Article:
Last modified on 18 June 2013, at 17:22

public intellectual

EnglishEdit

NounEdit

public intellectual (plural public intellectuals)

  1. (idiomatic) A well-known, intelligent, learned person whose written works and other social and cultural contributions are recognized not only by academic audiences and readers, but also by many members of society in general.
    • 2001 June 13, Chris Hedges, "Public Lives: Watching Bush's Language, and Television," New York Times (retrieved 24 Oct 2012):
      "I have always taken the role of public intellectual very, very seriously," said Mark Crispin Miller, 51, a professor of media ecology at New York University. "A public intellectual is someone who engages in intellectual pursuits, airs intellectual concerns in a way the broad, literate public can understand. The tradition thrives in Europe, but the American public does not have the same expectation of its intellectuals."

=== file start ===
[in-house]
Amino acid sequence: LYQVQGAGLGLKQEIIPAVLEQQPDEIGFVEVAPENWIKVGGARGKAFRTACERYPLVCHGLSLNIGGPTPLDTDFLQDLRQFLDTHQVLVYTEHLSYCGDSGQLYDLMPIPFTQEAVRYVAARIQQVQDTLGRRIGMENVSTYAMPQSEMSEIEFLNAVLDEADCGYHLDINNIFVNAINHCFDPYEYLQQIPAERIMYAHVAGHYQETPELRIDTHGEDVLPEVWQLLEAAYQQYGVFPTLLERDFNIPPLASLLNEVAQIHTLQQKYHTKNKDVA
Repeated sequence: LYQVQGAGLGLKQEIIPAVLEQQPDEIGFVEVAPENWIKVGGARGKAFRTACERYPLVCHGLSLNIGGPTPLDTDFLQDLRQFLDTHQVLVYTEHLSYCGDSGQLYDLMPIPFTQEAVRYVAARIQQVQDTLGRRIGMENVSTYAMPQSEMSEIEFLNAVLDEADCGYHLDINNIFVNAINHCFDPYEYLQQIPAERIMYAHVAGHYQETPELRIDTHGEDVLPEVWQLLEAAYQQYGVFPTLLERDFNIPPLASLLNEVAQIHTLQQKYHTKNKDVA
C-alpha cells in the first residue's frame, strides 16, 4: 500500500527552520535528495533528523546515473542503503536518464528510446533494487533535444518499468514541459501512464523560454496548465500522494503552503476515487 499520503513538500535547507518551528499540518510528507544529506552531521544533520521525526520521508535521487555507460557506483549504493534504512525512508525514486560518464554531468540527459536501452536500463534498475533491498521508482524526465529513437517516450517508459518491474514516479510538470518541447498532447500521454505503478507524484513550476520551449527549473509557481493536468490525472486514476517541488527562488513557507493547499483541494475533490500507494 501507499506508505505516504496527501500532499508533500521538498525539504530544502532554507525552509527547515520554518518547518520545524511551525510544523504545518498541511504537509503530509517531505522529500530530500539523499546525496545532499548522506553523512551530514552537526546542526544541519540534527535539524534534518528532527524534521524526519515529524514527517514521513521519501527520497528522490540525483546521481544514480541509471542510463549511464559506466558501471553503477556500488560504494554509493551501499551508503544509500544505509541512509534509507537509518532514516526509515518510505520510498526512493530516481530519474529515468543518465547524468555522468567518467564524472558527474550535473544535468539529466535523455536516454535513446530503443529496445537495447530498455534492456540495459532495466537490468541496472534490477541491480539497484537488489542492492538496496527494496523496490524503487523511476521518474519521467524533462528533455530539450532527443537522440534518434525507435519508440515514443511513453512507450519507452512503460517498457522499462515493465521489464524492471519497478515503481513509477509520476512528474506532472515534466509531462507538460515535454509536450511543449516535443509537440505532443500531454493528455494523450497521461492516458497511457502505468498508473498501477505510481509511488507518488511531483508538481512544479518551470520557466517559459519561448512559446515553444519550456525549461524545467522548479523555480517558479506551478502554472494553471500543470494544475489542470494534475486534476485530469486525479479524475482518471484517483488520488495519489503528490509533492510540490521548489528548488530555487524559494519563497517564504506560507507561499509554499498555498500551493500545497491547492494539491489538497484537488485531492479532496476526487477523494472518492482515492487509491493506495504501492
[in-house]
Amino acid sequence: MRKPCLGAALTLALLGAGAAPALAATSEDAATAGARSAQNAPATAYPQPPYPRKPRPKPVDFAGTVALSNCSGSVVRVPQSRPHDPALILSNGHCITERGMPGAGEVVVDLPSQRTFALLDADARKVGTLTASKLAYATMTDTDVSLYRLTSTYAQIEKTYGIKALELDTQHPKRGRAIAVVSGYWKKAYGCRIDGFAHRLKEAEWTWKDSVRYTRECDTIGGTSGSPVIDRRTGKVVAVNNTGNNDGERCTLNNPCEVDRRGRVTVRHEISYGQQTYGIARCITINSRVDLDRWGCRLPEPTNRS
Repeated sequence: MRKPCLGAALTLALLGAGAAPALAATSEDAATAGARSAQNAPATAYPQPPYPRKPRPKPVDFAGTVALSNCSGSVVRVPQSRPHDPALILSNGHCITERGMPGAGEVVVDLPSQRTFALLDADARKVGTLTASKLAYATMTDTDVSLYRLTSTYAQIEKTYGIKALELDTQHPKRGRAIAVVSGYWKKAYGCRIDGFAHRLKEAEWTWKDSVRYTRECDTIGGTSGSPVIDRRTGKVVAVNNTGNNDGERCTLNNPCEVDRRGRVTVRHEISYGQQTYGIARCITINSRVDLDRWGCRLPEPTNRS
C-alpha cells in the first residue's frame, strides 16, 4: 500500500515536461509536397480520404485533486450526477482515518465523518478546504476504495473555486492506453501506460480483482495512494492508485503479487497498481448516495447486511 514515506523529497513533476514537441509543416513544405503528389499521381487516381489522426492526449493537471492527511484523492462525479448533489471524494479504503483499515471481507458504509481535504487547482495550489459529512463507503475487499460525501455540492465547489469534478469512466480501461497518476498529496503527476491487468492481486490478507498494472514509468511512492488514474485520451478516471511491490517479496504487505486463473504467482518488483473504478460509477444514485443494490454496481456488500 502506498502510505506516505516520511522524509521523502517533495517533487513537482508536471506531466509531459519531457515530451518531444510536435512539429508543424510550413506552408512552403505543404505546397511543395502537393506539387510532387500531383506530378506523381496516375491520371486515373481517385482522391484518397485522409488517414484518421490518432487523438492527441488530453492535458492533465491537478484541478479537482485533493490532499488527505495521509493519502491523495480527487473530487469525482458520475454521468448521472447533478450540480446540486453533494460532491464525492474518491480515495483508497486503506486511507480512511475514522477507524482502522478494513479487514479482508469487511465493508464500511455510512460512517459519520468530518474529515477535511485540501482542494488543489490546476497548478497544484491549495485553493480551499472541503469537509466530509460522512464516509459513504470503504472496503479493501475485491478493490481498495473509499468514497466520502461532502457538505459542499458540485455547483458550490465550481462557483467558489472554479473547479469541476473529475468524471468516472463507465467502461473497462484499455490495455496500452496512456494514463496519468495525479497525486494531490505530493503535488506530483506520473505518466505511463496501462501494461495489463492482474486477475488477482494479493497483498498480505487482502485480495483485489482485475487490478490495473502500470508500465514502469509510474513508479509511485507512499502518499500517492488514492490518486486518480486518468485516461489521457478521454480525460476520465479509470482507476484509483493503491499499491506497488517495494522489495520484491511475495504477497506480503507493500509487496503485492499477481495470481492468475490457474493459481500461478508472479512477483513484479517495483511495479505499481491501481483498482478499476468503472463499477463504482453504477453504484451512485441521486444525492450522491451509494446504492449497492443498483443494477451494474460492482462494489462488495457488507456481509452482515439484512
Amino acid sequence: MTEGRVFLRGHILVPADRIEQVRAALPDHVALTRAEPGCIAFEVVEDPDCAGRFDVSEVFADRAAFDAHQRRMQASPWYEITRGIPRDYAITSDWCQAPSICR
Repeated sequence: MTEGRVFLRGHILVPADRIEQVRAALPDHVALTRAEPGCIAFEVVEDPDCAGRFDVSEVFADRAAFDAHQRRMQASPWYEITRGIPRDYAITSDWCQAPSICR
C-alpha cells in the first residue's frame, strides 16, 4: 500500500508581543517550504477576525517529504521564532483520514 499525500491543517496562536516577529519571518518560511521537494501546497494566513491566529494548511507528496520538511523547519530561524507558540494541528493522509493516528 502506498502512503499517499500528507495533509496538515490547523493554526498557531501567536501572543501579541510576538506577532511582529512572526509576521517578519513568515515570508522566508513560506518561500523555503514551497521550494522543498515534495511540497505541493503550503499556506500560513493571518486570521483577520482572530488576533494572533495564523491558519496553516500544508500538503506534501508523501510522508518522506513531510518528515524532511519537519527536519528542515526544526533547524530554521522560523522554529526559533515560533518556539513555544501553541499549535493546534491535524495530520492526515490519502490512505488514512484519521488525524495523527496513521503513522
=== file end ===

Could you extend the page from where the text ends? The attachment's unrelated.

• 2005, Louis Mazzari, "New Introduction" to Preface To Peasantry (1936) by Arthur Franklin Raper, ISBN 9781570036033, p. xvii (Google preview):
      As a sociologist, Raper concerned himself with everything from the legal impediments African Americans faced to the way blacks and whites arranged themselves around the hot stove in a small-town general store. He was among the first generation of southern public intellectuals, an engaged academic in a region where anti-intellectualism had a long and healthy tradition.
    • 2012 June 11, Nate Rawlings, "Paul Fussell" (Obituary), Time:
      After years of teaching 18th century British literature, in 1975 he crossed from academic to public intellectual with The Great War and Modern Memory, a seminal book examining how World War I, by its scope and immense carnage, caused a disillusionment that plagued Western society for decades.

ReferencesEdit